Monday, December 08, 2014

May It Be Done to Me

Patronal Feast day of the United States of America

After the man, Adam, had eaten of the tree, the LORD God called to the man and asked him, “Where are you?”  He answered, “I heard you in the garden; but I was afraid, because I was naked, so I hid myself.”  Genesis 3:9-10

And coming to her, he said, “Hail, full of grace! The Lord is with you.”  But she was greatly troubled at what was said and pondered what sort of greeting this might be.  Luke 1:28-29

Mary said, “Behold, I am the handmaid of the Lord.
May it be done to me according to your word.”
Then the angel departed from her. 

St. Ambrose, the 8th century bishop of Milan, in a commentary on the Gospel of Luke, urges us to: 

“Let Mary’s soul be in each of you to proclaim the greatness of the Lord. Let her spirit be in each to rejoice in the Lord. Christ has only one mother in the flesh, but we all bring forth Christ in faith. Every soul receives the Word of God . . . [Our soul] proclaims the greatness of the Lord, just as Mary’s soul magnified the Lord and her spirit rejoiced in God her Savior.”

Sometimes, I look at what is the same in the readings.  However, today, what is striking is how different Adam’s response if from Mary’s. 

Physically, Adam hid himself.  Mary did not even consider hiding from the angel.  The angel came in and they had an exchange.

Emotionally, Adam was afraid.  Mary, while greatly troubled, took the message from Gabriel to heart and was not afraid but sought to come to terms with the message, the meaning and the matter.

Spiritually, Adam was attempting to imitate God.  Spiritually, Mary became the model of the servant leader who accepted her mission from God.  The angel then departed.  Job done.  Mission accomplished.  Mother of God in place.

Part of the answer lies in what was said.  However, the other part lies in what was done.  Rather than accept the Lord’s wishes, Adam went ahead and ate the apple.  Mary, on the other hand, accepted it fully.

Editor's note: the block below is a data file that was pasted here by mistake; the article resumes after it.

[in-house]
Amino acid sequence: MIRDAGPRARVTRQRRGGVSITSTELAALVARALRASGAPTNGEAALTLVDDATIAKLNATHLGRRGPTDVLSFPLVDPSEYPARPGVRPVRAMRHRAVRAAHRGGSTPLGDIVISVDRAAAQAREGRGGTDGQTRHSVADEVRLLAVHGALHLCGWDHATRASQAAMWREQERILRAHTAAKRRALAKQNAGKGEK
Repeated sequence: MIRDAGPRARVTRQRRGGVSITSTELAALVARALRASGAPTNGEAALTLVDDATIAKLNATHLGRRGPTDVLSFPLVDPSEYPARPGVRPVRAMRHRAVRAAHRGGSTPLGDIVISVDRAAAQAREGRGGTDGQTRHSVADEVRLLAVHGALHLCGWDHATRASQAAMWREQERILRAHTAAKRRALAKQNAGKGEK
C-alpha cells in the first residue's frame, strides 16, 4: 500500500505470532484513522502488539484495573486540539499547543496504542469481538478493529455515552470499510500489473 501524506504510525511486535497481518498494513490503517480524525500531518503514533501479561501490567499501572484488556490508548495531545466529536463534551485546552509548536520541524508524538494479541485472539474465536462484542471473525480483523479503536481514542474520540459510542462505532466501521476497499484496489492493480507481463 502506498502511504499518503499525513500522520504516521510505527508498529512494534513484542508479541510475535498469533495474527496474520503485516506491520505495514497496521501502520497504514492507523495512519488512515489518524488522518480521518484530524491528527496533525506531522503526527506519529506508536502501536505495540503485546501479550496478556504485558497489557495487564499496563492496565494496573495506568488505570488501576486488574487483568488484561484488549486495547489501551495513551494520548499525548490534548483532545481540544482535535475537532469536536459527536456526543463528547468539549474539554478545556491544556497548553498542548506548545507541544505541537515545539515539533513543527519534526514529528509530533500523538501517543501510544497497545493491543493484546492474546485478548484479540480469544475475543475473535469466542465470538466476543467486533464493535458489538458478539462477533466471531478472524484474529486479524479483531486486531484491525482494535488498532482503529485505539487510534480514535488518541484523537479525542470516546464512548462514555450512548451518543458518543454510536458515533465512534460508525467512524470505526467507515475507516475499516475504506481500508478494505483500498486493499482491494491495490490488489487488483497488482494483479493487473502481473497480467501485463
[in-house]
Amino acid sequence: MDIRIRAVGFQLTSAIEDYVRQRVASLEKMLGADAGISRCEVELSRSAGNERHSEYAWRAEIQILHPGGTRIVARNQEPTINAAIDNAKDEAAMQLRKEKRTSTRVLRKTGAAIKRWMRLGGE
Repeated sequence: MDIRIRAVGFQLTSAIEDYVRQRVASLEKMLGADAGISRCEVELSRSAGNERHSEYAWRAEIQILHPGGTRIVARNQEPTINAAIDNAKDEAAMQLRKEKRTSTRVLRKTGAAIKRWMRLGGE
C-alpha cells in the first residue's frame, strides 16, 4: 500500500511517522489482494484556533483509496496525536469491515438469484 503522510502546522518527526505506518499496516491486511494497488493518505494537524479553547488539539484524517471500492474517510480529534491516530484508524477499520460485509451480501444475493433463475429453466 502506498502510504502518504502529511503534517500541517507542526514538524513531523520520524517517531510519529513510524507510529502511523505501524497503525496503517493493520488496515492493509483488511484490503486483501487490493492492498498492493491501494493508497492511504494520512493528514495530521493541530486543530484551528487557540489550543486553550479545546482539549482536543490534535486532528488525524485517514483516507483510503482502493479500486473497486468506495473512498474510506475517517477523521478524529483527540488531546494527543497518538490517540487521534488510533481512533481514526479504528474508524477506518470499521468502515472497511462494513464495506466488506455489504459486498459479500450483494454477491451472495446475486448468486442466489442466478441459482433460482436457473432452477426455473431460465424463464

This image of a painting by American Henry Ossawa Tanner (1898) is telling.  It is hard to hide from the light.  When the angel appeared with the message from God, Mary did not cower like a bunch of scared disciples in the Upper Room.  She opened her doors just as Elizabeth will open doors to Mary in a short while.

The humility and obedience of Mary stand in stark contrast to the broad-shouldered, muscle-bound image of America.  Yet this humble, poor teenager is the patroness of America.  “How can this be?”  How do we as individuals and as a nation that counts ourselves as second to none become more like this handmaiden to the Lord? 

As we make room for Christmas, we inherently make room for Mary.  Physically, we bring out Nativity scenes and statues of Mary in prayer next to her newborn King.  Her image graces greeting cards.  He name is sung out in praises. 

However, at the end of Christmas, do you also put Mary away – packed up in the boxes and Rubbermaid containers you bought at Target with all the other holiday decorations.  Maybe this Christmas is the season when Mary does not get put away.  Give her a public place to dwell all year long. 

Just like Mary made room for Gabriel, for the message and the mission, what must you move aside to make way for the message the Lord has for you? 

Keep Mary out and visible as a reminder every day of how can this new attitude become manifest in me. “May it be done to me according to your word.”

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